As we welcome summer, we hope to leave behind our COVID-19 vocabulary—pandemic, PPE, PPP, and perhaps the most overused “p-word,” pivot. Although the former may fade away, “pivot” is here to stay as the pace of change continues to accelerate around the world. Pivoting can become easier if you engage in another p-word, planning—more specifically, scenario planning.
Many school leaders and boards found scenario planning to be an essential tool in navigating the complexities of a pandemic year. I recently had the occasion to talk to school heads to learn how they employed this tool and how it changed their thinking about the future.
School Journeys Through the Pandemic
Most schools used scenarios to plan for the various ways that COVID-19 could disrupt the school year. All the school heads I spoke with structured the work by launching task forces made up of various school leaders and trustees; some also included local public health officials and civic leaders. All used multiple scenarios to plan and provide resources for the many forms school could take in an unpredictable year. School leaders say they liked scenario planning because it gave them some semblance of control in an out-of-control world, and they agreed that it would become part of their toolkit going forward.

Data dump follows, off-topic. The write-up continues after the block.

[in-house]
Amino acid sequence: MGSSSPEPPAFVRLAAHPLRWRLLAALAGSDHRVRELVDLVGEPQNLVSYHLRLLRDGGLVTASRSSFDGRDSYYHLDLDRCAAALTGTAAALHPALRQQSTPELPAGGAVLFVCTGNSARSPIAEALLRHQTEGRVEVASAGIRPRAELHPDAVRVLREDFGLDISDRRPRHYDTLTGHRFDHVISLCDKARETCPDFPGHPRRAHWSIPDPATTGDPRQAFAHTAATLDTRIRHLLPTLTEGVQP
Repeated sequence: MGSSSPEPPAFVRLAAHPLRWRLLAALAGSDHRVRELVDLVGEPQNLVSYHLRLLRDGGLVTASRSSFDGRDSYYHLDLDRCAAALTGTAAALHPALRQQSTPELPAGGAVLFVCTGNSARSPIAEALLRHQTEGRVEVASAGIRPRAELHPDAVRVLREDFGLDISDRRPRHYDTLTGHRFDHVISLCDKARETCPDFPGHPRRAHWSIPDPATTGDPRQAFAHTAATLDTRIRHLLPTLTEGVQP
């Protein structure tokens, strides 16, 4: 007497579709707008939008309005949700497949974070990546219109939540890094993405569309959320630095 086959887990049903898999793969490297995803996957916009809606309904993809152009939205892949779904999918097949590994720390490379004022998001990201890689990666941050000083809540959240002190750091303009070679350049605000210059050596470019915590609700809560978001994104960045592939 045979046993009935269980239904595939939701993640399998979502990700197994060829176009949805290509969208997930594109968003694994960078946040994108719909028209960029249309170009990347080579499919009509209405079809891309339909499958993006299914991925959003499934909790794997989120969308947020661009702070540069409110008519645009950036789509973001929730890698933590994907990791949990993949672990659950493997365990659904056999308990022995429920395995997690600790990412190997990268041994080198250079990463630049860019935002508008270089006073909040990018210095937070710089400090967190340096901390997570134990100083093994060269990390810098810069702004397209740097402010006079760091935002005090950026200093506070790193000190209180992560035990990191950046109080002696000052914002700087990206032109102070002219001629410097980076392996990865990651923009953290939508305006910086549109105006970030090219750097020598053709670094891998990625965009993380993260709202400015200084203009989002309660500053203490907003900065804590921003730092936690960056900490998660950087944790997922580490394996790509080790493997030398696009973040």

While the most common use for scenario planning was the pandemic, some schools used it more broadly to plan for long-term financial sustainability and to accelerate change. Ashley Harper, head of Wakefield School (VA), began scenario planning before the pandemic to imagine potential financial scenarios and the changes the school would need to make to achieve its desired outcomes. Harper used financial modeling tools to help her identify the most sustainable path forward. The work has not only put the school in a more stable place, but it has revealed a more appropriate value proposition. Thanks to her leadership and a strong team supporting her, the school is on a strong path forward with record enrollments.